My first major project is going to be an old favorite of mine: the Colonial Marines of Aliens fame. You just got to love this bunch of "ultimate bad-asses"! After all, they have everything a gamer could want: assault rifles, mortars, RPGs, knives, pointy sticks... Plus they are a visually striking force. They are high-tech to be interesting to the sci-fi gamer (drop ships and smart guns!), but retro enough for to be 'realistic' and appealing to gamers who do 'real-world' gaming.
Now this is my second attempt to assemble this army. Over 10 years ago I started a similar force with the old LEG 25mm figures and models and discovered that it was just too costly. The LEG figures regularly run $3+ per casting and the APCs $50+! I don't even want to think about the drop ship..... In short I wanted an 'army' of company strength that I could play with and not have to get a major bank loan to assemble.
15mm seems to be the trick. Over the years I've found the right mix of vehicles and figures in 15mm to make this little dream of mine a reality. However before I start putting the pieces together I needed to get my information strait on the TO&E for the Colonial Marines AND I need a decent rules set to put them on the board.
So what is a Colonial Marine company? Great question and there isn't a good answer for it. Now the TO&E for a Colonial Marine Platoon is easy enough to get, thanks to Lee Brimmicombe-Wood. Figure 2.1 on page 12 has all the info you need to put together a basic platoon. Without the dropships you need 21 marines: 1 Officer, 2 Section Sergeants, 2 Drivers, and 16 jr. ncos and ems. Vehicle wise the platoon needs 2 M 577 APCs. I've posted a copy of this illustration below.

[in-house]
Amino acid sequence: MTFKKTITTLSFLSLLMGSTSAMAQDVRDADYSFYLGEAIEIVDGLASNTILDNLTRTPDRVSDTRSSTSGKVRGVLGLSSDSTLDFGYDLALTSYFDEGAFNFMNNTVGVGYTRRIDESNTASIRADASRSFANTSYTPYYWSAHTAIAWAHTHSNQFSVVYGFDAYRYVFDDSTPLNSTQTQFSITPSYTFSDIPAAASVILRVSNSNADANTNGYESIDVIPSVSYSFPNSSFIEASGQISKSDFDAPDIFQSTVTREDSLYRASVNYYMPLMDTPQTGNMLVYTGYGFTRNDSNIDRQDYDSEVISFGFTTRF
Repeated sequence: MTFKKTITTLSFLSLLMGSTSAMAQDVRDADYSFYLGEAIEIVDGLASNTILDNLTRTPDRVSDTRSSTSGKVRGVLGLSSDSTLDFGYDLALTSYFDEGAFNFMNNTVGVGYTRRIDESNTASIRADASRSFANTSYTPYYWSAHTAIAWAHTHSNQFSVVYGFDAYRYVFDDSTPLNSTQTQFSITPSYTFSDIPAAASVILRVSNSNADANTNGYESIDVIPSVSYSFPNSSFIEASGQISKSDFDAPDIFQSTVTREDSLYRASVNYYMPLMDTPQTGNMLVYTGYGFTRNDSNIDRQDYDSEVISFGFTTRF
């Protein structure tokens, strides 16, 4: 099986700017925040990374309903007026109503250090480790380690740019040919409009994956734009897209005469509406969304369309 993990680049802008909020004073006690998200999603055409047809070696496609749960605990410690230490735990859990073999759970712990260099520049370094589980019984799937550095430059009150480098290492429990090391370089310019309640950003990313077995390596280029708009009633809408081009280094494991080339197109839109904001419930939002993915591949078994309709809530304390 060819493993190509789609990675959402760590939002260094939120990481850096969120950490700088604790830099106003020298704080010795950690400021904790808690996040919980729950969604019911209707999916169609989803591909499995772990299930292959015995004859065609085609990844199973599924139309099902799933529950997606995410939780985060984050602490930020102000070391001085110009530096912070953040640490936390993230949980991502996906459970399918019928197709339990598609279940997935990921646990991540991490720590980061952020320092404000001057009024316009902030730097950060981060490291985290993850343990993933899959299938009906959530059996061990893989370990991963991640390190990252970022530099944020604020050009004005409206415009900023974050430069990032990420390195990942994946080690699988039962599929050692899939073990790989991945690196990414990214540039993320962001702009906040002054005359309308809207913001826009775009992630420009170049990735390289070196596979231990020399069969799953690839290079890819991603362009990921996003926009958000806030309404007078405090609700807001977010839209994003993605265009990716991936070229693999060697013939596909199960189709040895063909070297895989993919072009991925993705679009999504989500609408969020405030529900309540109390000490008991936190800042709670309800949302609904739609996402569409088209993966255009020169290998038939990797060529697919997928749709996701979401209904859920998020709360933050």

So what's a company? That's the question. Brimmicombe-Wood's is silent on that. He does tell you how many companies make up Marine Assault Unit: 2-4. Well, that's a bit helpful, I guess. From what I can see, the USCM is 'binary' in its organization: 2 marines to a fire team, 2 fire teams to a squad, 2 squads to a section, and 2 sections to a platoon. So why not 2 platoons to a company? This isn't unheard of in the USMC. For example, the 4th Marine Regiment which was stationed in China in the early 1940s was organized in a similar manner. Due to a number of factors the regiment found itself reduced to 2 battalions with 2 companies that each had 2 platoons. (check out Osprey Publishing's Battle Order 1 page 60 for details).
So here is the model that I'm considering: Note that this basic list is just of the organic personnel and vehicles. It doesn't detail the equipment.
Colonial Marine Rifle Company
HQ section with: Company Commander, 1st Sergeant (Gunnery Sergeant?), Company XO, Synthetic Person, and 5 enlisted marines to serve in support roles. 1 M 577 APC to serve as the company TOC.
1st Platoon with: 1 Officer, 2 Section Sergeants (one also serves as platoon sergeant), 2 Drivers, and 16 JR NCOs (buck sergeants, corporals, and lance corporals) and Enlisted Marines (PFC and lower). Each section is assigned a M577 APC with the Platoon leader riding with 1st Section. The platoon may have a Synthetic Person attached depending on the mission (if the platoon is operating independently and needs the expertise.
2d Platoon with: 1 Officer, 2 Section Sergeants (one also serves as platoon sergeant), 2 Drivers, and 16 JR NCOs (buck sergeants, corporals, and lance corporals) and Enlisted Marines (PFC and lower). Each section is assigned a M577 APC with the Platoon leader riding with 1st Section. The platoon may have a Synthetic Person attached depending on the mission (if the platoon is operating independently and needs the expertise.
So the tally for this basic company is 5 M577 APCs, 4 Officers, 1-3 Synthetic People, 5 Drivers (for the apcs), 5 senior NCOs, and 37 jr NCOs/EMs. That would give my rifle company a total of 54 'infantry' models and 5 AFVs.
In my next post I'm going to take a closer look at the basic organization of the platoon so I can determine what sorts of models that I'll need to build this unit.